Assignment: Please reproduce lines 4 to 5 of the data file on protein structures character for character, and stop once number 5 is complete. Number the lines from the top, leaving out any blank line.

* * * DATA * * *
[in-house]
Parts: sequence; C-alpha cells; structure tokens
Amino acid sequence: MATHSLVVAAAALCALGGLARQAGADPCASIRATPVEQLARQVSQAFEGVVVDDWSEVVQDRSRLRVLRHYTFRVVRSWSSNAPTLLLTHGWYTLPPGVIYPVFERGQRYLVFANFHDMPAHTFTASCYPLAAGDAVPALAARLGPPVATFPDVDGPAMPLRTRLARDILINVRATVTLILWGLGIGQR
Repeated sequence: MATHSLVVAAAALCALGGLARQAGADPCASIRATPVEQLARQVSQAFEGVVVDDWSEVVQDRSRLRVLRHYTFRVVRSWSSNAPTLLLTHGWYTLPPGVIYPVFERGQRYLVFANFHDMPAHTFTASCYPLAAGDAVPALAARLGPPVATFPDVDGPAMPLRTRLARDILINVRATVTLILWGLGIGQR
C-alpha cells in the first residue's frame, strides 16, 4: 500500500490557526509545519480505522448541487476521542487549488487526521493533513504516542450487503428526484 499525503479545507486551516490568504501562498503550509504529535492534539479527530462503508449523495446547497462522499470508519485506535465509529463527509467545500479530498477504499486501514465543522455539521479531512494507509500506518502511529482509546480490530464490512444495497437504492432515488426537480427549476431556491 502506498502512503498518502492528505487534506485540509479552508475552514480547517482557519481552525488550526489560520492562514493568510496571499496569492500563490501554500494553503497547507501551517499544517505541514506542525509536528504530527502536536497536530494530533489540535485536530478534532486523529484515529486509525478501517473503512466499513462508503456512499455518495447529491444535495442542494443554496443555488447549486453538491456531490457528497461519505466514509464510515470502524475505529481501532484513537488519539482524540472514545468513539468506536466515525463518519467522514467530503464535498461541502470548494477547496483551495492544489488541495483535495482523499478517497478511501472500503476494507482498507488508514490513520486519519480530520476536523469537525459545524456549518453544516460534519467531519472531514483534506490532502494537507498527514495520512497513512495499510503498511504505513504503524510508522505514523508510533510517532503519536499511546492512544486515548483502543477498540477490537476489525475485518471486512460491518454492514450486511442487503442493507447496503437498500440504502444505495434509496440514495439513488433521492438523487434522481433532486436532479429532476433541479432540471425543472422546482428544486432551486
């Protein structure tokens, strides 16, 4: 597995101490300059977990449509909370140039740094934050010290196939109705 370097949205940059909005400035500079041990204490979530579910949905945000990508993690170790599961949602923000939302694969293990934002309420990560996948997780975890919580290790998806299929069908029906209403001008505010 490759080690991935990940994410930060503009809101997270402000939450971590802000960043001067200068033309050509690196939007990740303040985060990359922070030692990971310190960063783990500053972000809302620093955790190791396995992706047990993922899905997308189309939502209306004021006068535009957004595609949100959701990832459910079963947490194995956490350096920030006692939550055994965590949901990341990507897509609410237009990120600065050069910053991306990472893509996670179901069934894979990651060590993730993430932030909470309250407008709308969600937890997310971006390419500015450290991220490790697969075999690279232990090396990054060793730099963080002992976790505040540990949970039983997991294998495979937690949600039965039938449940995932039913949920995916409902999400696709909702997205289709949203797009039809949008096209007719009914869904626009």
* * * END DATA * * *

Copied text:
Repeated sequence: MATHSLVVAAAALCALGGLARQAGADPCASIRATPVEQLARQVSQAFEGVVVDDWSEVVQDRSRLRVLRHYTFRVVRSWSSNAPTLLLTHGWYTLPPGVIYPVFERGQRYLVFANFHDMPAHTFTASCYPLAAGDAVPALAARLGPPVATFPDVDGPAMPLRTRLARDILINVRATVTLILWGLGIGQR
C-alpha cells in the first residue's frame, strides 16, 4: 500500500490557526509545519480505522448541487476521542487549488487526521493533513504516542450487503428526484 499525503479545507486551516490568504501562498503550509504529535492534539479527530462503508449523495446547497462522499470508519485506535465509529463527509467545500479530498477504499486501514465543522455539521479531512494507509500506518502511529482509546480490530464490512444495497437504492432515488426537480427549476431556491 502506498502512503498518502492528505487534506485540509479552508475552514480547517482557519481552525488550526489560520492562514493568510496571499496569492500563490501554500494553503497547507501551517499544517505541514506542525509536528504530527502536536497536530494530533489540535485536530478534532486523529484515529486509525478501517473503512466499513462508503456512499455518495447529491444535495442542494443554496443555488447549486453538491456531490457528497461519505466514509464510515470502524475505529481501532484513537488519539482524540472514545468513539468506536466515525463518519467522514467530503464535498461541502470548494477547496483551495492544489488541495483535495482523499478517497478511501472500503476494507482498507488508514490513520486519519480530520476536523469537525459545524456549518453544516460534519467531519472531514483534506490532502494537507498527514495520512497513512495499510503498511504505513504503524510508522505514523508510533510517532503519536499511546492512544486515548483502543477498540477490537476489525475485518471486512460491518454492514450486511442487503442493507447496503437498500440504502444505495434509496440514495439513488433521492438523487434522481433532486436532479429532476433541479432540471425543472422546482428544486432551486